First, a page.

As previously mentioned, I’m spending some time in Paris, so expect a whole lot of French content from Kendra! I was excited to check out whether I’d have access to any French TV or movies that I can’t access back home, and was super annoyed to find that my AirBnB hadn’t subscribed to Canal+. But I was searching around and discovered Marie Antoinette: The Trial of a Queen, which I somehow missed back when it was released in 2018. It’s a docudrama available on Amazon for US viewers, and overall, I enjoyed it, especially having just visited the Musée Carnavalet which has some of the items belonging to the French queen and her family when they were imprisoned during the French Revolution.
This was a TV film and as I said, it’s a docudrama. Weirdly, there are two “episodes” listed on Amazon. The first is entirely the drama portion of the docudrama but with voice over narration; the second is the same film, but intercut with talking head historians, and so I assume there’s some content that’s cut from the first episode — I don’t know, when I figured out they were essentially the same thing, I stopped watching episode 2.
You can tell this film was made for French viewers, because it really starts with Marie-Antoinette moved to solo imprisonment in the Conciergerie, with a few flashbacks, and moves through her execution. I would think a lot of non-French viewers would be confused by the lack of context showing what led the queen and the country to this point. Luckily, I am pretty familiar! The doc came out at the same time there was an exhibit going on about the changing image of the queen, and I’m thinking the filmmakers were trying to help viewers understand that Marie-Antoinette wasn’t all cake and parties — something again I think most French people would know, but you definitely learn a lot about her character when you understand how she reacted to this whole ordeal.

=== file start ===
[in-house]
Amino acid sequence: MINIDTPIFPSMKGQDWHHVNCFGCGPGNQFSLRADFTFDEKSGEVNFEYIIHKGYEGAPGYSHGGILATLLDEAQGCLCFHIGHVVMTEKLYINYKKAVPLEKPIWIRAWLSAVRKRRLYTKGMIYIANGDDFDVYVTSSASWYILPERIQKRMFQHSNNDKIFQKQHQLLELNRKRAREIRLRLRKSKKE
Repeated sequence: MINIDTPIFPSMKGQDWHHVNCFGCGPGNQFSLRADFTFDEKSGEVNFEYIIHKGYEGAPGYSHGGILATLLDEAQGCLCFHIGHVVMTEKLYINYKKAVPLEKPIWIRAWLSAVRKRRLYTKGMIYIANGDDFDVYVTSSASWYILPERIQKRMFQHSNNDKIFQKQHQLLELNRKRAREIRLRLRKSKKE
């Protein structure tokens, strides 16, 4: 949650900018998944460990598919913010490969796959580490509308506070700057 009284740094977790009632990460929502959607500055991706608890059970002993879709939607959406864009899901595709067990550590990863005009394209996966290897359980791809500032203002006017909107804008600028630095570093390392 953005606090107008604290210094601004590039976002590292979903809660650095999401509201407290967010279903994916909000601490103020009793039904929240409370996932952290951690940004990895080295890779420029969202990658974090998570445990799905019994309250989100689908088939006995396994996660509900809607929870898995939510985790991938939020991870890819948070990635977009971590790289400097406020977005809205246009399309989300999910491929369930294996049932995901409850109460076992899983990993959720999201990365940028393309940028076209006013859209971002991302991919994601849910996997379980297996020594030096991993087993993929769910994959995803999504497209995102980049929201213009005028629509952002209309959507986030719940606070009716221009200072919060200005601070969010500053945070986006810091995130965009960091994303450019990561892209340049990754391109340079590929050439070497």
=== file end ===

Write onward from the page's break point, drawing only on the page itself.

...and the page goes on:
Maud Wyler (Maison Close, Diary of a Chambermaid) plays Marie-Antoinette, and I think she’s a good choice. She conveys the queen’s quiet strength very well, something that’s hard to do given that was indeed how the queen responded to things — no big fiery emotional scenes here to work with, but you can see her intelligence and strength of character. She does look a little young for the role — Marie-Antoinette was only 37 when she died (Wyler was 36ish when this aired), but the revolution was very hard on her, and she died looking much older than she was (including her hair turning white). Wyler definitely looked drained, but not the 50s-ish kind of look I’d expect.
Sadly no costumer designer is listed on IMDB, but whoever it is did a great job — although what you see on screen is necessarily limited. Marie-Antoinette spends most of her time in the black widow’s weeds that she did in fact wear in real life:
The filmmakers interpret this as a relatively high-necked chemise gown:
As you can see, the actress sports grey hair — I’m not sure if Marie-Antoinette went white or gray — which is styled fashionably, but a bit too big compared to the portraits above.
That being said, her caps and headwear were on point:
There’s a few flashbacks, one very dimly lit where the queen is teaching the dauphin:
And then a really beautifully executed scene in which she’s dressing for her execution in the white chemise that is laid out for her, her every move observed by guards, which is then interspersed with the famous moment in which she came to France and had to change into French clothes at the border. Filmically, it’s super moving – but my enjoyment was curtailed by the fact that the flashback costumes were questionable, and even more, the French ladies basically stand there and make Marie-Antoinette change herself, out of doors, and then only curtsy to her AFTER she’s in French clothes. I see the point they’re trying to make, but come on. She was an archduchess and future dauphine. She changed in a tent and was undressed and dressed by attendants.
The rest of the characters are either lower-class women or men, all of whom were well dressed:
In the end, I definitely recommend the film — maybe watch the “second episode” if you’d like a bit more explication, and the first if you’re more here for the visuals?